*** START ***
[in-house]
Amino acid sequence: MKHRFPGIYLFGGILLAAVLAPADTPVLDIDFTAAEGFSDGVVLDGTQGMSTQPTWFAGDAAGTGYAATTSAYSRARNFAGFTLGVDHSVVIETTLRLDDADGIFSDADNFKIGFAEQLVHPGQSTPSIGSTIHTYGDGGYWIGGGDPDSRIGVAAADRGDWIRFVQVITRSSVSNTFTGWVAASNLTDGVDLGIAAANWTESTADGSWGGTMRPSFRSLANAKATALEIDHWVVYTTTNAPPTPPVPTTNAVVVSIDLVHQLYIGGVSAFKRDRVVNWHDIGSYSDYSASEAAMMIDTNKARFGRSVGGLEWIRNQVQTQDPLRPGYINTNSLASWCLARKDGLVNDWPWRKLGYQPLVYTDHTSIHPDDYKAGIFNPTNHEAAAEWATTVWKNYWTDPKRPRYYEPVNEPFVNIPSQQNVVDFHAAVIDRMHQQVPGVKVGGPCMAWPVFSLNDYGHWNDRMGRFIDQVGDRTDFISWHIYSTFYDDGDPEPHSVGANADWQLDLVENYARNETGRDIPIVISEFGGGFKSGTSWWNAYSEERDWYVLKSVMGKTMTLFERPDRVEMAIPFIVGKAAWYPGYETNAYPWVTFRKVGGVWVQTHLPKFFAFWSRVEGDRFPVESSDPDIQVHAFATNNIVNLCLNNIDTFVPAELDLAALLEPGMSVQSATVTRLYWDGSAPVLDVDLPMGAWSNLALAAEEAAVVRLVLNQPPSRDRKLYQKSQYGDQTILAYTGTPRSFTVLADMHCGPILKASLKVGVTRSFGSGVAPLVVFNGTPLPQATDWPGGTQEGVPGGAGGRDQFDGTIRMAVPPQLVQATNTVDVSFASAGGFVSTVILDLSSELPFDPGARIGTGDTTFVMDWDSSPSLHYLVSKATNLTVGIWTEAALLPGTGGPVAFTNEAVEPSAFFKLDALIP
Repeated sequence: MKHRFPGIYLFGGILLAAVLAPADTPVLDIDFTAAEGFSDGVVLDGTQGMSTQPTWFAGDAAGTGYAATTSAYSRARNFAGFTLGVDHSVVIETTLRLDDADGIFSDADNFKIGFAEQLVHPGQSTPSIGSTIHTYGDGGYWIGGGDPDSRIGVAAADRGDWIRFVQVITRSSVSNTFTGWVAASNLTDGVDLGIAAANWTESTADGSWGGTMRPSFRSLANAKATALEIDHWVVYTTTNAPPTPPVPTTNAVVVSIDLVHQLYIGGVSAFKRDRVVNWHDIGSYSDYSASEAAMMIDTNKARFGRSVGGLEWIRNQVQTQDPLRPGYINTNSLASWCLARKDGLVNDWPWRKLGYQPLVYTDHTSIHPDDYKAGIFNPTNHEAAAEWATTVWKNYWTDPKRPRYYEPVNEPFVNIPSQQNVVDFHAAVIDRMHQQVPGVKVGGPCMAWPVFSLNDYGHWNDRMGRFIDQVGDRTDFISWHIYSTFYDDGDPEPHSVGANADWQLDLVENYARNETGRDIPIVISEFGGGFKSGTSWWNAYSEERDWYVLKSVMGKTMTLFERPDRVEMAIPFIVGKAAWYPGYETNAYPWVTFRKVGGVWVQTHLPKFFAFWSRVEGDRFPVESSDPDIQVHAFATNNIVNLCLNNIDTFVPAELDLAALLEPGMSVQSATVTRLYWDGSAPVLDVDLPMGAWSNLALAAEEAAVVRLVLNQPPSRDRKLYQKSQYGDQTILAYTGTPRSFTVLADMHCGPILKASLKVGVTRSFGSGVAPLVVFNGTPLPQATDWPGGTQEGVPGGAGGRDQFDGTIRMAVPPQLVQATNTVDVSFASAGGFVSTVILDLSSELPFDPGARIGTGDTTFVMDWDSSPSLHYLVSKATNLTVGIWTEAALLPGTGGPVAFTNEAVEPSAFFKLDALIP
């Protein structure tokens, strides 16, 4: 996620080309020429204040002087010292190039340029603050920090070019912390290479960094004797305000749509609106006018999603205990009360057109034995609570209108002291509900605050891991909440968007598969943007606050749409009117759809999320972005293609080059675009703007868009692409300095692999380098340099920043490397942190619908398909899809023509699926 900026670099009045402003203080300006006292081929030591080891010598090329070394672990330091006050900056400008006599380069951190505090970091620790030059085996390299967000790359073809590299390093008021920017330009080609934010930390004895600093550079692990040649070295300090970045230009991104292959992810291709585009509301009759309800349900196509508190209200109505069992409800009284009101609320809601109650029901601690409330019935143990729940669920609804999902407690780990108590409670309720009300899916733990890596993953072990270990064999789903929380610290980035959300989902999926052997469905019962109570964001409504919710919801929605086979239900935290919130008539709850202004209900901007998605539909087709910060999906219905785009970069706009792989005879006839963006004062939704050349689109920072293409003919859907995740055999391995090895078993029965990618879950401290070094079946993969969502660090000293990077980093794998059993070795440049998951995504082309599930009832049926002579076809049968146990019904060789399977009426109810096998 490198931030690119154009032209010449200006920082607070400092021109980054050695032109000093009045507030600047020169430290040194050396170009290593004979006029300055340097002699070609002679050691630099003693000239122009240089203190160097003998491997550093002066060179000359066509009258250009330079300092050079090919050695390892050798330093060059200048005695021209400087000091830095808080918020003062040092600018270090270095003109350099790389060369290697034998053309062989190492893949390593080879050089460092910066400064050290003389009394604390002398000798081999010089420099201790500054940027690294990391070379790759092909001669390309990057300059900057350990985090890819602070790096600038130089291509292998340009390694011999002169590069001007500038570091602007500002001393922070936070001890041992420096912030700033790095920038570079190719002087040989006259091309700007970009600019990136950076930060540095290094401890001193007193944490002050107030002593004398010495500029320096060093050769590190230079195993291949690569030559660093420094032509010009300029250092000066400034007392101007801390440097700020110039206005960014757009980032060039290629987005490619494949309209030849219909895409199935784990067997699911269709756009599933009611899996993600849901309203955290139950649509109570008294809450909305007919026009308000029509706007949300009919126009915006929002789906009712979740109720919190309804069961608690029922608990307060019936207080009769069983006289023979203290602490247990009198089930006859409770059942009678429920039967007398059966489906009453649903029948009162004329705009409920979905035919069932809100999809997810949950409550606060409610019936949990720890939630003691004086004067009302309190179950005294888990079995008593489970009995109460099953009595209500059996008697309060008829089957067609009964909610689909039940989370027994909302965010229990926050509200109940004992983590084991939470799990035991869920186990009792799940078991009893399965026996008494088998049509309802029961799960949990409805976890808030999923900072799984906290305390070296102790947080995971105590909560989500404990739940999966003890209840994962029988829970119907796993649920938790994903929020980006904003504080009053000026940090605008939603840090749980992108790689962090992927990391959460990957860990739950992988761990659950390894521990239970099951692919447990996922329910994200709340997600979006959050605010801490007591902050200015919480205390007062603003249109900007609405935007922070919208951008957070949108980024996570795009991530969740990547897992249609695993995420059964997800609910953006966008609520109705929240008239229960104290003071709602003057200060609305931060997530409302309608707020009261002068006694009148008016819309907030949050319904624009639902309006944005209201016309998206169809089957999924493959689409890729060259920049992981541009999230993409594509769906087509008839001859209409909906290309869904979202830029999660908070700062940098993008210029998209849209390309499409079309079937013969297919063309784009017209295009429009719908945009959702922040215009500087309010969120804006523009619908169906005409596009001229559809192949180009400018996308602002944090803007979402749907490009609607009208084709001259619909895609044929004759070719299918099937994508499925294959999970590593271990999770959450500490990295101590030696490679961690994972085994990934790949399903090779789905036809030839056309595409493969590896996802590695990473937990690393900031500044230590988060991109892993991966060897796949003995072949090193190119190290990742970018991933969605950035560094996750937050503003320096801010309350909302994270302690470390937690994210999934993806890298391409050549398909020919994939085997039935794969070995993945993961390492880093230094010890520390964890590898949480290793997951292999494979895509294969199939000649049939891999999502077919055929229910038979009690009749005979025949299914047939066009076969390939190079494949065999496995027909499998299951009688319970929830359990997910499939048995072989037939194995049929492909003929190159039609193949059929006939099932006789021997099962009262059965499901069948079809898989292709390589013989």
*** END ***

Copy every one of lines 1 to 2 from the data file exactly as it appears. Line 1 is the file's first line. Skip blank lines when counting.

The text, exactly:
[in-house]
Amino acid sequence: MKHRFPGIYLFGGILLAAVLAPADTPVLDIDFTAAEGFSDGVVLDGTQGMSTQPTWFAGDAAGTGYAATTSAYSRARNFAGFTLGVDHSVVIETTLRLDDADGIFSDADNFKIGFAEQLVHPGQSTPSIGSTIHTYGDGGYWIGGGDPDSRIGVAAADRGDWIRFVQVITRSSVSNTFTGWVAASNLTDGVDLGIAAANWTESTADGSWGGTMRPSFRSLANAKATALEIDHWVVYTTTNAPPTPPVPTTNAVVVSIDLVHQLYIGGVSAFKRDRVVNWHDIGSYSDYSASEAAMMIDTNKARFGRSVGGLEWIRNQVQTQDPLRPGYINTNSLASWCLARKDGLVNDWPWRKLGYQPLVYTDHTSIHPDDYKAGIFNPTNHEAAAEWATTVWKNYWTDPKRPRYYEPVNEPFVNIPSQQNVVDFHAAVIDRMHQQVPGVKVGGPCMAWPVFSLNDYGHWNDRMGRFIDQVGDRTDFISWHIYSTFYDDGDPEPHSVGANADWQLDLVENYARNETGRDIPIVISEFGGGFKSGTSWWNAYSEERDWYVLKSVMGKTMTLFERPDRVEMAIPFIVGKAAWYPGYETNAYPWVTFRKVGGVWVQTHLPKFFAFWSRVEGDRFPVESSDPDIQVHAFATNNIVNLCLNNIDTFVPAELDLAALLEPGMSVQSATVTRLYWDGSAPVLDVDLPMGAWSNLALAAEEAAVVRLVLNQPPSRDRKLYQKSQYGDQTILAYTGTPRSFTVLADMHCGPILKASLKVGVTRSFGSGVAPLVVFNGTPLPQATDWPGGTQEGVPGGAGGRDQFDGTIRMAVPPQLVQATNTVDVSFASAGGFVSTVILDLSSELPFDPGARIGTGDTTFVMDWDSSPSLHYLVSKATNLTVGIWTEAALLPGTGGPVAFTNEAVEPSAFFKLDALIP